Profile: Capt Francesco Schettino
Francesco Schettino has gone on trial in Italy. Thirty-two people died when the cruise ship hit rocks off the Tuscan island of Giglio in January 2012 and tipped onto its side.
Profile: Capt Francesco Schettino
Francesco Schettino has gone on trial in Italy for his role in one of the country’s worst maritime disasters.
Thirty-two people died when the cruise ship hit rocks off the Tuscan island of Giglio in January 2012 and tipped onto its side. It remains there semi-submerged.
Capt Schettino is facing charges of manslaughter, causing a shipwreck and abandoning ship, earning him the title “Captain Coward” in the Italian media.
He has accepted some responsibility but denies the criminal charges, and says his actions after the ship ran aground prevented a much greater loss of life.
Born in 1960 in the southern coastal town of Castellammare di Stabia, near Naples, Capt Schettino has lived a life dominated by the sea.
He attended a nautical institute in the nearby town of Piano di Sorrento and then joined Costa Cruises in 2002, initially as an official in charge of security.
In 2006, he was promoted to the role of captain, having been second-in-command.
The official report into what happened to the Costa Concordia – almost a floating city with its 4,300 passengers and crew members – blamed Capt Schettino for its sinking.
It alleged that on the night of the 13 January 2012 he deliberately changed course to perform a risky night-time sail-past salute to people on the tiny island of Giglio.
The hull was damaged on the rocks, water flooded in and the ship began to list.
Many passengers described chaos as they attempted to leave the ship, with some jumping into the Mediterranean to swim to the island.
In a television interview given hours after the ship ran aground, Mr Schettino’s shock and disbelief is clear as he tells reporters the rocks had not been shown on his charts.
“We didn’t hit it with the bow of the boat, but from the side, as if this rock had some kind of spike beneath the water,” he said.
“We were about 300 metres from the rocks, more or less, we shouldn’t have hit anything.”
As reports of an unplanned change of course and terrifying evacuation multiplied, the ship’s owner, Costa Cruises, distanced itself from the captain who, it said, had made “serious errors of judgement”.
Costa’s Chief Executive Officer Pier Luigi Foschi said Mr Schettino changed a pre-programmed route to make a manoeuvre that was “unauthorised, unapproved and unknown to Costa”.
“The captain has the authority to take the decisions on board. In this case, the captain decided to change the route and he went into waters that he did not know in advance,” Mr Foschi said.
Transcripts of conversations between Capt Schettino and the coastguard suggested he did not at first tell them the gravity of the damage – saying only that there had been a power blackout – and then fled to a lifeboat before all passengers had been evacuated.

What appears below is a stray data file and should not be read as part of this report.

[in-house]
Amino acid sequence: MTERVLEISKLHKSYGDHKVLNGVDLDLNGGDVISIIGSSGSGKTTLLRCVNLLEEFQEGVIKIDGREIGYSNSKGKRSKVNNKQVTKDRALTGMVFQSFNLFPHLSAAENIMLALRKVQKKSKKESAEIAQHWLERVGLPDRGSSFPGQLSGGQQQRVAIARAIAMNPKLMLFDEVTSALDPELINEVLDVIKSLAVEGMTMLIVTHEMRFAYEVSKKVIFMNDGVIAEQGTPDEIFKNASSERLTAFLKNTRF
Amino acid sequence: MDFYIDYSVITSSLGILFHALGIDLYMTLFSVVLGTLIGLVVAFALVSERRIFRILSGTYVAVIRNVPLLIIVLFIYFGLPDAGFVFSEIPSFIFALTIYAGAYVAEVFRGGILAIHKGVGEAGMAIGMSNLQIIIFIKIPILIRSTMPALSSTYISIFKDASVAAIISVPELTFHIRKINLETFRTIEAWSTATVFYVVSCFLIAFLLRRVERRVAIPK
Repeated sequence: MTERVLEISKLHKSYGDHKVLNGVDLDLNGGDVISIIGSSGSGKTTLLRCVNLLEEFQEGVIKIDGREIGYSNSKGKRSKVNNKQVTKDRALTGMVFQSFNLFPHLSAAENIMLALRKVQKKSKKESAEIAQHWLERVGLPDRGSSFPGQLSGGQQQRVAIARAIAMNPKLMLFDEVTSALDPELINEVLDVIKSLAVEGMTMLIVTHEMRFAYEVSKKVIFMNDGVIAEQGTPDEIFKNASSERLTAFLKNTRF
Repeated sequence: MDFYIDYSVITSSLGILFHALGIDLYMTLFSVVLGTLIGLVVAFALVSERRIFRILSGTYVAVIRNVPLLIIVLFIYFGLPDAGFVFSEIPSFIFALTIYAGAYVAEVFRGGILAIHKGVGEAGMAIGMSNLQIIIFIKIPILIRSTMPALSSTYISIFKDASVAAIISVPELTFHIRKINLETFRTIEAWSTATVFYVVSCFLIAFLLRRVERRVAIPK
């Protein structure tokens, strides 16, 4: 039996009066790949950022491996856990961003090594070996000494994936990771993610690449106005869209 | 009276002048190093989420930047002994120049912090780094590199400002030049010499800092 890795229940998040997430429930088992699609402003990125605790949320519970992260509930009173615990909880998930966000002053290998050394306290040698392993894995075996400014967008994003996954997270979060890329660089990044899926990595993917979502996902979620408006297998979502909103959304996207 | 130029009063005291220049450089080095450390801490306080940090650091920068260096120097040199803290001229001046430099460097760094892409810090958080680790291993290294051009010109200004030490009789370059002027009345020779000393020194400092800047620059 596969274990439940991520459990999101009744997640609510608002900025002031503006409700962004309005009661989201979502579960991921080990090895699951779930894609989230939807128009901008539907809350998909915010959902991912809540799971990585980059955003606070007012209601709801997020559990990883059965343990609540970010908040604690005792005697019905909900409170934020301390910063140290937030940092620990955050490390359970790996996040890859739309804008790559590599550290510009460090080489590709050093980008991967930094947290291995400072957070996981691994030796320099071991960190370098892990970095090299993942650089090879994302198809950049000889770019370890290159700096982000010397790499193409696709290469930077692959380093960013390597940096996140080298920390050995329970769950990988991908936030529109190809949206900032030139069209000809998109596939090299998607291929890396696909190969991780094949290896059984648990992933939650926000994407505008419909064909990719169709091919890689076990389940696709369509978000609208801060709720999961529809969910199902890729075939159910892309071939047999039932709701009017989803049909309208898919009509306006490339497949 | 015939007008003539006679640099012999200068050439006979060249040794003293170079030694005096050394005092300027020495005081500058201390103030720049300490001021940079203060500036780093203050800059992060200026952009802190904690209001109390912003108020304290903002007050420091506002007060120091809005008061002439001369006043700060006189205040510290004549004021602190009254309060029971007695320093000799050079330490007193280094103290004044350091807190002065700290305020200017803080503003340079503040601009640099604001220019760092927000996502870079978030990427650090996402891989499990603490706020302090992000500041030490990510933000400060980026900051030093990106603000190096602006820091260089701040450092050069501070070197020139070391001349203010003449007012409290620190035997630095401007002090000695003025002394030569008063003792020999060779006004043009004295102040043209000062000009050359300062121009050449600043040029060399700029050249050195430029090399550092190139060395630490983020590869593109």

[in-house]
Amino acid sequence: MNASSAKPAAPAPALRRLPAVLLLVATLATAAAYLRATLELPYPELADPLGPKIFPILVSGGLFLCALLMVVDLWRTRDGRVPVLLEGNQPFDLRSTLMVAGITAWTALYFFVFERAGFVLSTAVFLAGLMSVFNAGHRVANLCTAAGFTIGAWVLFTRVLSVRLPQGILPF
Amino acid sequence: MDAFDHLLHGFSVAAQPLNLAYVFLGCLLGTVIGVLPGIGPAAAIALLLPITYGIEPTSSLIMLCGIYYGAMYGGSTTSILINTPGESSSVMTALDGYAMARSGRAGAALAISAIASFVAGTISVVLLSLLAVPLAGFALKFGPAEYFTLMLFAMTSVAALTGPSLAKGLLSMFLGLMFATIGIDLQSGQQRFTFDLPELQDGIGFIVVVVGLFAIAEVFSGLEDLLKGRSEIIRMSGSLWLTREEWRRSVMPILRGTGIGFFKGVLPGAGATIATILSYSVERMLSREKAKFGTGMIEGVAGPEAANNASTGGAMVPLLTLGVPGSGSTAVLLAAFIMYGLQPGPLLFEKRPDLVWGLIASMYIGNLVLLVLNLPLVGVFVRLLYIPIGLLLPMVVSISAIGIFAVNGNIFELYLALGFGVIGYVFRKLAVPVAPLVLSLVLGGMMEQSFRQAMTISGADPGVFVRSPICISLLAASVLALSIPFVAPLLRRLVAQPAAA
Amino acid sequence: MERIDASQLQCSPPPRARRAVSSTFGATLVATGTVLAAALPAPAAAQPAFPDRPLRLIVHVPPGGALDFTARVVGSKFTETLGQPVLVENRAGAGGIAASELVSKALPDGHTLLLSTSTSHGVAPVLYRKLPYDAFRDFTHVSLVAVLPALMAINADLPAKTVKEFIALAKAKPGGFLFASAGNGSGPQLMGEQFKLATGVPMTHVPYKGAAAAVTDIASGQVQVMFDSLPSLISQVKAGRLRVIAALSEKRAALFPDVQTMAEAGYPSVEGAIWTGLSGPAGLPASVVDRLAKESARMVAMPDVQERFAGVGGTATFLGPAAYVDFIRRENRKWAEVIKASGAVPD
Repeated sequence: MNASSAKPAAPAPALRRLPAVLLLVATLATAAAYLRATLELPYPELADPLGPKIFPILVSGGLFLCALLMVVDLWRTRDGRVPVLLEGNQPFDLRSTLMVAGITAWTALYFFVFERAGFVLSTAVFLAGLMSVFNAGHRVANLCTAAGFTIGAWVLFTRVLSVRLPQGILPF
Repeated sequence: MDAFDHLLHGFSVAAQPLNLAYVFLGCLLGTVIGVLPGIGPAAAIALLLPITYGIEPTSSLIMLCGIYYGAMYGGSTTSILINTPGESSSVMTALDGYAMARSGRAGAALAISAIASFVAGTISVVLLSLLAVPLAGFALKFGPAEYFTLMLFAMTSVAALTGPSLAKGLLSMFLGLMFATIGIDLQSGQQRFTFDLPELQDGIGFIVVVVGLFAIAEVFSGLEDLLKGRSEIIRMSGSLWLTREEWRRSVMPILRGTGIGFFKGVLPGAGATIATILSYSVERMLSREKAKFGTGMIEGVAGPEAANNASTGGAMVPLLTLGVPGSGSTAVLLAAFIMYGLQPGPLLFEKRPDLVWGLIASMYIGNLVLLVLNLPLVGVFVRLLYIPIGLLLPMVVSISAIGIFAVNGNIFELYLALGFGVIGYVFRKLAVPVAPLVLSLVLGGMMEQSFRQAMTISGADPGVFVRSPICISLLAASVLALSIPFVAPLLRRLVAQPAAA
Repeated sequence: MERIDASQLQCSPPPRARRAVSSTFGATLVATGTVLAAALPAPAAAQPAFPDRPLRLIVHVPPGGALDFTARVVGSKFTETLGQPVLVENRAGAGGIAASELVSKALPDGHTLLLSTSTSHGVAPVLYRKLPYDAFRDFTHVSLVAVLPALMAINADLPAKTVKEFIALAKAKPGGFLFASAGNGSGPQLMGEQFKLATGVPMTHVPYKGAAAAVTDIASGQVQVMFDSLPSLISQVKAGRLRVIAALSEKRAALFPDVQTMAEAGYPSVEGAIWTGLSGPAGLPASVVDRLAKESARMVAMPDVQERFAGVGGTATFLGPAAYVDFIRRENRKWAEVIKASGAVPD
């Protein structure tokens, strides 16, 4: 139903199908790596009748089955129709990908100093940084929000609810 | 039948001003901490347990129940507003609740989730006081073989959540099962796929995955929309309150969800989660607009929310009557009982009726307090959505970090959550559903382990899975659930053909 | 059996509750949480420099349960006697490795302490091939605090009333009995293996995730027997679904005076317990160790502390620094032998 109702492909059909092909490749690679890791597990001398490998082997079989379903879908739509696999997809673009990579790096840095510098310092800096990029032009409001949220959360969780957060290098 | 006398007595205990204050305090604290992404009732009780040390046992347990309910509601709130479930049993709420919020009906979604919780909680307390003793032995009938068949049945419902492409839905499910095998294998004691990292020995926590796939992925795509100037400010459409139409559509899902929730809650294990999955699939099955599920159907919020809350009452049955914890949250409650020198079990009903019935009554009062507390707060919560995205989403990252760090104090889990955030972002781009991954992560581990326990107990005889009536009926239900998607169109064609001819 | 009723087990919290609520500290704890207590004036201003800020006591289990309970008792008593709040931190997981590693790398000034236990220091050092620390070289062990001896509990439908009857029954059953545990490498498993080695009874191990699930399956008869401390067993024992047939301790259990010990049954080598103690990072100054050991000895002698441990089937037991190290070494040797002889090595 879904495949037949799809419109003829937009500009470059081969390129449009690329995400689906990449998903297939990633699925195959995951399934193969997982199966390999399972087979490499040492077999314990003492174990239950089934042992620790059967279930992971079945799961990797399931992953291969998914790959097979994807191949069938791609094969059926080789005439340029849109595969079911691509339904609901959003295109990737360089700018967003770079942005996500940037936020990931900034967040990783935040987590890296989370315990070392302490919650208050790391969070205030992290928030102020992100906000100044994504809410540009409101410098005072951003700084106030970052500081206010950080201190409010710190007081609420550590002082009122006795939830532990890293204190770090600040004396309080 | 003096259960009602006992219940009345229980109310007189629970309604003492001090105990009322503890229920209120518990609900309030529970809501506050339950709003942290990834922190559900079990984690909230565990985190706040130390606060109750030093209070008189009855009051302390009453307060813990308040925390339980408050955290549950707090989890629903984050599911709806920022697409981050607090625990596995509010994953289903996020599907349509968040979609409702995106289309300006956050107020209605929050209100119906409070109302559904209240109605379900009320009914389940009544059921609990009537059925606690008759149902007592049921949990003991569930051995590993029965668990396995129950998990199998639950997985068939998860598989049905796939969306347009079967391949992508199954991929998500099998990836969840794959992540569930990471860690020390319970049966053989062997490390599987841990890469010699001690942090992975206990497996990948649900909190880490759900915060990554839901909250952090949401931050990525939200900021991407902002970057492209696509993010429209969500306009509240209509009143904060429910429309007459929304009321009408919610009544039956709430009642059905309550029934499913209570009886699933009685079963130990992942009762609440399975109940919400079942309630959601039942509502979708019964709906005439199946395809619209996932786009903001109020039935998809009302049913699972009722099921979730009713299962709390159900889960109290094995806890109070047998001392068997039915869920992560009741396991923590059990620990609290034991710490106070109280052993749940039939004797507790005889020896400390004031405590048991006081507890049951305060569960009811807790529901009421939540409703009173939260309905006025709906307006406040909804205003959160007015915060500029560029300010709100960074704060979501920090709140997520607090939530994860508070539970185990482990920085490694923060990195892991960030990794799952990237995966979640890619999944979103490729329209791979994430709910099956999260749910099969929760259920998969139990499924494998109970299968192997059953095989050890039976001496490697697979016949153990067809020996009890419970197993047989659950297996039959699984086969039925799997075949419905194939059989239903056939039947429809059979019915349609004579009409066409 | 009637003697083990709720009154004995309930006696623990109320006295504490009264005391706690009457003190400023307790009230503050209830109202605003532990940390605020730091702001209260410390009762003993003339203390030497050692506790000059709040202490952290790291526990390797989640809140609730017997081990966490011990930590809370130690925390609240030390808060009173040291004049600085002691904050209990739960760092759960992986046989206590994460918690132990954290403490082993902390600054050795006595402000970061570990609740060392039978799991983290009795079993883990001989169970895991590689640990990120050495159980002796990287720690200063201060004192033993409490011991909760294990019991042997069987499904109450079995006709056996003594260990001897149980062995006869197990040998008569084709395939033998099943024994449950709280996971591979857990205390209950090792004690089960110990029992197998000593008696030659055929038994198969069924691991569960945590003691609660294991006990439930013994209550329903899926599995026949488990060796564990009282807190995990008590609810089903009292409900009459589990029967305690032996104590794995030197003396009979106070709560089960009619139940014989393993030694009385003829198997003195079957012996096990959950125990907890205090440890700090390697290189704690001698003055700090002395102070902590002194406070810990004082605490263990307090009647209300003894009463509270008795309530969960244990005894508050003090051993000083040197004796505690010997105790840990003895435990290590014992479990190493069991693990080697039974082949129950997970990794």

In the recordings, Coastguard Capt Gregorio De Falco repeatedly orders him to get back on board the ship.
“Listen Schettino, perhaps you have saved yourself from the sea, but I will make you look very bad. I will make you pay for this. Dammit, go back on board!” Capt De Falco says.
Speaking by radio from a lifeboat, Capt Schettino says he is co-ordinating the rescue from there, pleading at one point: “Do you realise that it is dark and we can’t see anything?”
The coastguard shouts back: “So, what do you want to do, to go home, Schettino?! It’s dark and you want to go home? Go to the bow of the ship where the ladder is and tell me what needs to be done, how many people there are, and what they need! Now!”
A taxi driver who says he took the captain to a hotel on Saturday morning after the sinking told Italy’s Ansa news agency the captain had asked only where he could buy some socks.
“He looked like a beaten dog, cold and scared,” the taxi driver said.
Capt Schettino has accepted some degree of responsibility, asking for forgiveness in a television interview last year as he talked of those who died.
He said he blamed himself for being “distracted” but that he had not been on the bridge when the ship ran aground.
In the interview, be broke down when asked about the youngest of the 32 victims, a five-year-old girl.
As the accusations against Mr Schettino grew, there were those who came to his defence, setting up a Facebook page that attracted 1,500 fans.
Many of them were sailors themselves who agreed with Mr Schettino’s assertion that his decision to steer the ship towards shallower waters had probably saved dozens of lives.
According to an interview in Naples-based Il Mattino newspaper quoting his sister, the first person Mr Schettino called after the incident was his 80-year-old mother, Rosa.
“He called her at five in the morning on Saturday to tell her there had been a disaster, that he had tried to save as many passengers as possible and not to worry, because it was all over,” she said.